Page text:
Father is a strong metaphor for God, but there are many others. Rock, bread, water, fire, baby sheep, bird. Jesus likened himself to a mother hen in Luke 13:34. His imagery mirrors an Old Testament metaphor of God in Deut 32:11 as a mother bird guarding and feeding her young.

God has no gender.

If you are unused to hearing God described in feminine imagery, it might startle you. Remember, God is Spirit, not gendered (John 4:24). In Hosea and Numbers, God says specifically that he is God and not a man (Num 23:19, Hos 11:9). So we mustn’t take any gendered imagery or metaphor too far. The Father title is modified as Heavenly to distinguish it from a too literal a meaning. We must be careful and on guard not to make God after our own image as male or female.

God is three persons, not one person acting in three different roles; such as the role of begetter or begotten. God is three persons, not one person acting in different capacities; such as judge or advocate or helper. God is three persons, one of whom took the form of a male human, but in whom all the fullness of diety dwelled. God is three persons who are more than unified  – they are perfect oneness. Yet, because He is three persons, He can interact with each other – they glorify each other, they praise each other, they LOVE each other.

It is this Love amongst the godhead that birthed a family…something we understand as a uniquely mother experience.

Next up: Part 4 explains the motherly metaphors of God.

 

References: Wade Burleson. Missing Metaphors Makes Men Mad.  http://www.wadeburleson.org/2012/12/missing-metaphors-makes-men-mad.html

Public Prayers

Public Prayers

A lot of emphasis has been given to praying in public the last decade. Not that more people are praying in public, but that Christians are complaining because some don’t like to hear it and want it to stop. Is it really so hard to imagine that some people don’t appreciate hearing someone else’s loud one-way conversation? To some, public prayer is a bit like those obnoxious bluetooth talkers – the ones who talk loudly into quiet public spaces forgetting that others share the hear-space. We call those people rude, and I can understand the arguments that call public prayer by the same adjective.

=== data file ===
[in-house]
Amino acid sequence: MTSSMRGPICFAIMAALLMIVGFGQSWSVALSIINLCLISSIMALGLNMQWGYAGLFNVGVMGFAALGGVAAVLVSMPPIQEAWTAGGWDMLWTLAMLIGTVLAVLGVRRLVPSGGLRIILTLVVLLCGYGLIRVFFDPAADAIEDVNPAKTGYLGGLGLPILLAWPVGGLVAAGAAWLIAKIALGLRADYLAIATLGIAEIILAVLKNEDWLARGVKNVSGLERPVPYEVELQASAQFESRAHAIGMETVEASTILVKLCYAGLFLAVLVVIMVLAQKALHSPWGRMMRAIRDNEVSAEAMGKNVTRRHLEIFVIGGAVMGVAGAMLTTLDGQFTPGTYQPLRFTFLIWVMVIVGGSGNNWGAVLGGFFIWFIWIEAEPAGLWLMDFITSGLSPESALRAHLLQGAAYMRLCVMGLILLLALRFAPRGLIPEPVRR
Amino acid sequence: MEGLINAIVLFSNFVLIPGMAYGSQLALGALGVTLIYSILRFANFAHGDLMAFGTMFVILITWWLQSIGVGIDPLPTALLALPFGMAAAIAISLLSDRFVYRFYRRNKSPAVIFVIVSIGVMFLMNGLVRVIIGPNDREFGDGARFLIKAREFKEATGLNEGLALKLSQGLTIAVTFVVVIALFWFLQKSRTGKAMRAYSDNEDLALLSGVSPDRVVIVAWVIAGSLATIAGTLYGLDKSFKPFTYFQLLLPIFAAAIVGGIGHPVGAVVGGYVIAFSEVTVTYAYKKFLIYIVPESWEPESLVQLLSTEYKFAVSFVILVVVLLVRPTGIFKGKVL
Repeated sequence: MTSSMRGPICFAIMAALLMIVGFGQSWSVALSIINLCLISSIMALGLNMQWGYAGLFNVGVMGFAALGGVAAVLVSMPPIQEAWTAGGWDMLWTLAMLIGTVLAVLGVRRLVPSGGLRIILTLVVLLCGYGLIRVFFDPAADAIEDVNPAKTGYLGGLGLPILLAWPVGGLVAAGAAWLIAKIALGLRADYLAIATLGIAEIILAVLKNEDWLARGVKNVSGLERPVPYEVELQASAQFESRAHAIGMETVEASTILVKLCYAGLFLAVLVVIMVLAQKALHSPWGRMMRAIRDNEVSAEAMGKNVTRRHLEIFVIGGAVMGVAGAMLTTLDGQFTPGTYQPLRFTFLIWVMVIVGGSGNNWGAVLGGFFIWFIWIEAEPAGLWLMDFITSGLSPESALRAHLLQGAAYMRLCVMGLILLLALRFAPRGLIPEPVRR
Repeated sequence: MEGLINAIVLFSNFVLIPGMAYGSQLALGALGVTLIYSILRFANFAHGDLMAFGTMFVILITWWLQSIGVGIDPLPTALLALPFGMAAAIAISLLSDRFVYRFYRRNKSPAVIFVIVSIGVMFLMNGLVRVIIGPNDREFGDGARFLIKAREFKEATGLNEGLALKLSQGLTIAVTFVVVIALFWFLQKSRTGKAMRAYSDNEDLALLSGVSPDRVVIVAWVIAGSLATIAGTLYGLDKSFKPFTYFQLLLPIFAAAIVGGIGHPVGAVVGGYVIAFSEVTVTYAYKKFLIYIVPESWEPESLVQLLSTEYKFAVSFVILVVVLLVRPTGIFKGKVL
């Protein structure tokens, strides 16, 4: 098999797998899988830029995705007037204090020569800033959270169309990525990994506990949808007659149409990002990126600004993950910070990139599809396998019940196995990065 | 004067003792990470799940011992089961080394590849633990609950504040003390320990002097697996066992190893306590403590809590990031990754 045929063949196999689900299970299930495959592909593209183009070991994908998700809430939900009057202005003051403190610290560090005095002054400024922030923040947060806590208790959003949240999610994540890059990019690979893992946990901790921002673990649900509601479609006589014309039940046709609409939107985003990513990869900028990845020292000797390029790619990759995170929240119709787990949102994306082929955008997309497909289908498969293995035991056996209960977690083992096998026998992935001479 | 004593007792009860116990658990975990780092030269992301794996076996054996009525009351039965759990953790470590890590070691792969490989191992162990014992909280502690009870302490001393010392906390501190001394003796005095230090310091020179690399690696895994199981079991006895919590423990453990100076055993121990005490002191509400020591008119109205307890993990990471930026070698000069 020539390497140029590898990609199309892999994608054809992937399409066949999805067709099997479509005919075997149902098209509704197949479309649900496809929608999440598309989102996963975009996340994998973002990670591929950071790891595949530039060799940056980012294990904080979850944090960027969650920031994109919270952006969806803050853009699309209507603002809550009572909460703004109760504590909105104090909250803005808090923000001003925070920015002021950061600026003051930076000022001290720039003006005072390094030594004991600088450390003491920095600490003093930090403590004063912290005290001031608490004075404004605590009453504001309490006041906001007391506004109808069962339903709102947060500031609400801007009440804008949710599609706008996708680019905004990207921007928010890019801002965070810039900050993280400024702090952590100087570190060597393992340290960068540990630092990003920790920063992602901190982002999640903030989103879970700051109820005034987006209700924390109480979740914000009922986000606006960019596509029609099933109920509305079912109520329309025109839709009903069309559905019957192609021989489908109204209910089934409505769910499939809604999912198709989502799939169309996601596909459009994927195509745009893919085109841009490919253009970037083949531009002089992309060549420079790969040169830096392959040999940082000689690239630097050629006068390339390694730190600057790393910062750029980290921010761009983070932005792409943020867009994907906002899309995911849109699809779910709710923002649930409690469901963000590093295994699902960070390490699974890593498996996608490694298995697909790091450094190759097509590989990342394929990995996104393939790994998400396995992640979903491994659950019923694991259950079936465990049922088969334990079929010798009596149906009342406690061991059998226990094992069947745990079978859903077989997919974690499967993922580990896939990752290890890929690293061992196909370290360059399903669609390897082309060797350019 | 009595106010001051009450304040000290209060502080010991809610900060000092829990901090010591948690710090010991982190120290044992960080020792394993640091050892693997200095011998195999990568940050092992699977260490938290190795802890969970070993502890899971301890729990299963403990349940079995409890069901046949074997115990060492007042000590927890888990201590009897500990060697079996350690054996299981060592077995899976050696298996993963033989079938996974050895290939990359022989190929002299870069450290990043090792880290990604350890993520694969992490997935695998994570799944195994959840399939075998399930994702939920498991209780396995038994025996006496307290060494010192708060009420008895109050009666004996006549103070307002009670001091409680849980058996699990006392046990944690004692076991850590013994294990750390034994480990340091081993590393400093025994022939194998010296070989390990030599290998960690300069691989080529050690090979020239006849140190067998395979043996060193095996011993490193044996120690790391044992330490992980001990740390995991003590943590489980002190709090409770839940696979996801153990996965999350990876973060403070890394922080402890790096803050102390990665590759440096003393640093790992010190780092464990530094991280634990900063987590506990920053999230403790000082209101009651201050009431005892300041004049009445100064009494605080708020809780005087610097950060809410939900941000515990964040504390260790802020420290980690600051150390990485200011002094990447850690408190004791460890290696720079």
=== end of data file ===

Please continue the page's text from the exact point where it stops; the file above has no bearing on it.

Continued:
It seems to me that public prayer has become more an issue of grasping and demanding rights. Public prayers are getting louder and more strident in an effort to drown out the demands for silence.  I believe this to be mostly a American phenomena. We have enjoyed religious majority throughout our history. That means most of the time people do not have a problem when we talk to God in their hearing. But with the rise of globalism and the internet, we are having to share our public spaces with other belief systems, and it seems to me that Christians are not very good at sharing that space.

Thankfully, Jesus taught about prayer, so its easy to take our direction from him.

But when you pray, go into your room and shut the door and pray to your Father who is in secret. And your Father who sees in secret will reward you. Mat 6:6

Public prayers for show (or political activism) are condemned. Long prayers are ignored. Communication with God that is hidden and private is encouraged (Mat 6:5-8, 16-18).

Can’t we stop the re-activism against those who don’t want our prayers to be public? Can we try listening to them and consider ways to do to them what we want them to do to us? Jesus says to not refuse someone who asks something of you (Mat 5:40-42).

NO ONE can stop you from praying, ever. But they can ask you be quiet.

The prayer closet beckons.

 

Saying your prayers

Saying your prayers

It can be simple, really.

I find myself perfectly content in a slow train that crawls through green fields stopping at every station. Just because the service is so slow and therefore in most people’s eyes bad, these trains are almost empty—I get through a lot of reading and sometimes say my prayers. A solitary train journey I find quite excellent for this purpose. (C.S. Lewis, Letters, edited by W.H. Lewis, (New York: Harvest Books, 1966), p.265. Link)

Slow down. Take the long way home. Say your prayers.